A Wisconsin bicycle delivery man lodged in the windshield of the car that struck him claims he turned to the driver and said, “Hello, I’m the guy you hit on the bicycle.”
In a bizarre twist of events, the driver did not respond and instead drove into a stop sign and then hit another vehicle before he got home, with the cyclist still stuck in his windshield. The driver finally noticed the cyclist when he came to a stop outside his home. According to the cyclist, the driver questioned who he was and what was he doing inside his car, before locking his car doors and going into his house. The driver is now facing a few preliminary charges, including suspicion of drunk driving, suspicion of hit-and-run and suspicion of failing to render aid.
The cyclist is lucky that he walked away from the situation relatively unscathed. Actually, he is lucky to be walking at all. In order to be more visible to drivers, the cyclist, a newspaper carrier, was wearing a reflective vest and his bike was outfitted with front and rear flashers. Unfortunately, motorists fail to look out for cyclists and pedestrians way too often. This month in Mooresville, a pedestrian was pinned underneath a vehicle outside a Lowe’s. He later died of his injuries. It is unknown if the driver was negligent, but it is common knowledge that parking lots are teeming with pedestrians. Instead of sparing your attention for a parking spot, keep your eyes peeled for a wandering pedestrian.
The family of the victim in Mooresville may be trying to come to grips with such a senseless death. If the driver is found negligent, he or she could be facing some serious charges. The family may also have the option to file a wrongful death suit against the driver. But this is a tragedy that no amount of compensation can account for. However, there are several steps motorists, cyclists and pedestrians can take to limit the risk of a serious accident. As a pedestrian, be aware of your surroundings. Do not rely on a car to see you, instead, look where you are going and never text while walking. Collisions involving a motor vehicle and a pedestrian are more deadly because pedestrians have no protection against oncoming cars. When walking, it’s best to be proactive.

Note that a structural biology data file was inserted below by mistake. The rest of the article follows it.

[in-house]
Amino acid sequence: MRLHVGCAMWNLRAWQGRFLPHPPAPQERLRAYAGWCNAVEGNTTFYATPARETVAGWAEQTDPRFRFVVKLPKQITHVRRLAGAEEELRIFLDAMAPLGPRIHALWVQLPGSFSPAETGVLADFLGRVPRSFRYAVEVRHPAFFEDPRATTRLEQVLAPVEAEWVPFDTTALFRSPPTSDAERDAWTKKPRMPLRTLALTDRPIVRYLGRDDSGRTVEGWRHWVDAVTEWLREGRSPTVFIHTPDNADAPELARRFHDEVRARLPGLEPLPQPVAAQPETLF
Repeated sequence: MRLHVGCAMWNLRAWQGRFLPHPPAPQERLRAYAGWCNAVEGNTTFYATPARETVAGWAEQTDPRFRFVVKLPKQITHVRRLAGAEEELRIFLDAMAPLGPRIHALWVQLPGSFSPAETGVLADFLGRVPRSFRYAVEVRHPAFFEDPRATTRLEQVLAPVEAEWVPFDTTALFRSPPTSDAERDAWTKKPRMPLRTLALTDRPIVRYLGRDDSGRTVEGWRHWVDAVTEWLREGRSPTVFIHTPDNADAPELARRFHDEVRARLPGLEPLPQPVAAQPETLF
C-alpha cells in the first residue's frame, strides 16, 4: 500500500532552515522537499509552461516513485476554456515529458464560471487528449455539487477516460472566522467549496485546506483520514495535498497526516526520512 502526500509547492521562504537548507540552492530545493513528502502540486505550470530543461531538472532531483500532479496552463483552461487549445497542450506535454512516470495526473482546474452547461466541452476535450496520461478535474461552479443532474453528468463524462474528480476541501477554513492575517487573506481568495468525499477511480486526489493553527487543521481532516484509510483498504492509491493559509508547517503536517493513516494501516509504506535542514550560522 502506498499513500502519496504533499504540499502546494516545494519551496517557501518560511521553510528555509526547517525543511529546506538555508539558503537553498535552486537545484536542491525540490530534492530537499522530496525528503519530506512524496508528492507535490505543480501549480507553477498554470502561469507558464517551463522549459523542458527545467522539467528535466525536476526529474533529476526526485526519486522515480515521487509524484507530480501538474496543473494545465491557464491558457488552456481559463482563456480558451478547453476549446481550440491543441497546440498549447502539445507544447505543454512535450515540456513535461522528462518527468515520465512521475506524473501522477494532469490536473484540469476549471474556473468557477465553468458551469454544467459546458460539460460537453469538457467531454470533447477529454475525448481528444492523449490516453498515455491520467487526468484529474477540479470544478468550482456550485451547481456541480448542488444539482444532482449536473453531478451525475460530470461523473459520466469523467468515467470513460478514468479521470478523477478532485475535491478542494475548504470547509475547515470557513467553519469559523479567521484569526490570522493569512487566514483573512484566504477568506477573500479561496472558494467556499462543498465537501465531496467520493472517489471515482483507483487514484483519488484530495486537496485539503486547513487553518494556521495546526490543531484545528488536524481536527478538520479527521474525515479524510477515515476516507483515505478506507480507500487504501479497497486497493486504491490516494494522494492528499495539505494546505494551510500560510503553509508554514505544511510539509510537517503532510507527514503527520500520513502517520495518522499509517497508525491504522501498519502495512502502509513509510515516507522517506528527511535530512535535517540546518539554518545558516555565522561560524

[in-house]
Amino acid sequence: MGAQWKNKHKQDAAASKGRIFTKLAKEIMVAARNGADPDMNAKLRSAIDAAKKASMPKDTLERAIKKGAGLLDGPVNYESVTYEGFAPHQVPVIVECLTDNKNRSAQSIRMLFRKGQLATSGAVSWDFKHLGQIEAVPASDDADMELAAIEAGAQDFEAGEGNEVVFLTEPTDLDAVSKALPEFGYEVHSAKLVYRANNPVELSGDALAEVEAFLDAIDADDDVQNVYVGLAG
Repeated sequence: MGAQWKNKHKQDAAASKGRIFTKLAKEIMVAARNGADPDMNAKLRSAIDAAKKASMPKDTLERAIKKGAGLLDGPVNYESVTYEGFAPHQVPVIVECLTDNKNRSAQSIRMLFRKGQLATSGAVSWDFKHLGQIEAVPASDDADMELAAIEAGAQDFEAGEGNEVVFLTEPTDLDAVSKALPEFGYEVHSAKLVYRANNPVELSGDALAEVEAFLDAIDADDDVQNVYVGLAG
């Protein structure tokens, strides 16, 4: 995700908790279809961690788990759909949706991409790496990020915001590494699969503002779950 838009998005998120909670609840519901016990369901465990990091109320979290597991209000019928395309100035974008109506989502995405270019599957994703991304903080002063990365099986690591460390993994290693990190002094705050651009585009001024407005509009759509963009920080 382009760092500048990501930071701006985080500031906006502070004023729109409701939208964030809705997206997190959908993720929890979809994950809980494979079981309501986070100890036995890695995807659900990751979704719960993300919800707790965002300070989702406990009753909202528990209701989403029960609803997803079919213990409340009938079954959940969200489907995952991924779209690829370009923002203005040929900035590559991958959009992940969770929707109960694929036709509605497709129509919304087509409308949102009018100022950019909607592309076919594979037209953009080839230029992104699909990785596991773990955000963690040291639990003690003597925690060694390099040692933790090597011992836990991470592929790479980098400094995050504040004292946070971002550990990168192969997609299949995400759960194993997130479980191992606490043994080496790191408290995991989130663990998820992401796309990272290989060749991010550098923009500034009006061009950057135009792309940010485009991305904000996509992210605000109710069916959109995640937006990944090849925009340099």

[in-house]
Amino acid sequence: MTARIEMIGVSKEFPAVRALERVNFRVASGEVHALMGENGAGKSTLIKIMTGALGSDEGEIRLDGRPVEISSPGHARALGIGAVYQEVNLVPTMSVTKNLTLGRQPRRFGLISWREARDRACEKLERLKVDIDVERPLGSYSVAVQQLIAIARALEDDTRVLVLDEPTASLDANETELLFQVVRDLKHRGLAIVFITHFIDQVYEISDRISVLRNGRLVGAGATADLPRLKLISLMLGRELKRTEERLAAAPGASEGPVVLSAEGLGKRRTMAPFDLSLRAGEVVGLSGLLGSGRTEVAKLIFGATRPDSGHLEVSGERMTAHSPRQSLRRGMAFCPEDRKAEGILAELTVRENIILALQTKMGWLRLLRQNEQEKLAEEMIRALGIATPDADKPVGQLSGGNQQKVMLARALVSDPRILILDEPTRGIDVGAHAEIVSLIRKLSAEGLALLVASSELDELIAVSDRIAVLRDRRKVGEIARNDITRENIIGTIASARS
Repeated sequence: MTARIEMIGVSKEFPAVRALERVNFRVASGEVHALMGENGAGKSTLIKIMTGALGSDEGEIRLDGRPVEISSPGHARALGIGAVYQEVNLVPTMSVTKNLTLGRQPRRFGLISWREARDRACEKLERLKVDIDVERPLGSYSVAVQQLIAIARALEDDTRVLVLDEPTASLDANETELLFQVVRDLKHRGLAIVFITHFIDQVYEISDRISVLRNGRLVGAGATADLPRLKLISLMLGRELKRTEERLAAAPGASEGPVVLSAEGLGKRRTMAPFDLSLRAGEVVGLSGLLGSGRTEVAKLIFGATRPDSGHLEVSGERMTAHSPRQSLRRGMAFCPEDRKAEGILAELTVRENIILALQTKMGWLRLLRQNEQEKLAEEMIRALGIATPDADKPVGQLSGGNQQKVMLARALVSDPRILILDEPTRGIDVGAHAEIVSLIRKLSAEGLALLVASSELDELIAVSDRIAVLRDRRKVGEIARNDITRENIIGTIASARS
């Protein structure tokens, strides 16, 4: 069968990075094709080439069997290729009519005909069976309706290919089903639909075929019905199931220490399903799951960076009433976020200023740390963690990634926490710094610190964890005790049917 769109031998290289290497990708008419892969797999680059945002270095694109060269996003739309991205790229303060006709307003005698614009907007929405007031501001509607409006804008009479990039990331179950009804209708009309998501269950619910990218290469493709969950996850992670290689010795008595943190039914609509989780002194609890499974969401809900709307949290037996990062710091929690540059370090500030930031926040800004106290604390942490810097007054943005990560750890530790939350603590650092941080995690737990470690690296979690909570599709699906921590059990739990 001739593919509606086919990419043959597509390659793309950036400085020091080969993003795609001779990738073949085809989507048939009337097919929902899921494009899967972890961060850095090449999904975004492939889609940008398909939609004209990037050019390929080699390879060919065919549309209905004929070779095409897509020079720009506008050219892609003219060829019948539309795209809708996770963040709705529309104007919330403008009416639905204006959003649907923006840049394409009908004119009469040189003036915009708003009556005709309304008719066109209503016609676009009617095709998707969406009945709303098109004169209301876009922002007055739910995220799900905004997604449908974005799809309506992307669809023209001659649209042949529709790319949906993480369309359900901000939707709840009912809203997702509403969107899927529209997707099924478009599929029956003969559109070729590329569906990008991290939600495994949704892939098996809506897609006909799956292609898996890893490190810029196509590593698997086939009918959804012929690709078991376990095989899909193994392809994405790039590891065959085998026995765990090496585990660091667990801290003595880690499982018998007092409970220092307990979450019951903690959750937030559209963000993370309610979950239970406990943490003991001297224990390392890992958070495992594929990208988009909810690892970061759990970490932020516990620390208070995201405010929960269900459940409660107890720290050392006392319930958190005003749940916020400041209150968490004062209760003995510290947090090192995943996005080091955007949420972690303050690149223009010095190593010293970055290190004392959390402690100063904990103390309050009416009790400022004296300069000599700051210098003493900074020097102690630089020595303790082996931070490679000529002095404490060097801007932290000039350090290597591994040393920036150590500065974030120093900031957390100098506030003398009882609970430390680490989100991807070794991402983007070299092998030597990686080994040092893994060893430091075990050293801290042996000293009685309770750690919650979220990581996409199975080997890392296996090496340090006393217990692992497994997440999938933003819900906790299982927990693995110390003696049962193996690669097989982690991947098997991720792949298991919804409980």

Helmets save lives. Most bike accident fatalities are due to head injuries, so it’s best to err on the side of caution. Pay attention to traffic patterns and wear both bright colors and reflective clothing. As for motorists, remember that bicycles are legally allowed to ride on the road. The assumption that “bikes are not cars” has very little legal backing when arguing against sharing the road. Give cyclists space on the shoulder and keep a watchful eye for both walkers and bicyclists, especially in the warmer months.
Motor vehicle collisions with pedestrians or cyclists can have devastating consequences. Call the experienced attorneys at Auger & Auger today to discuss your rights and options.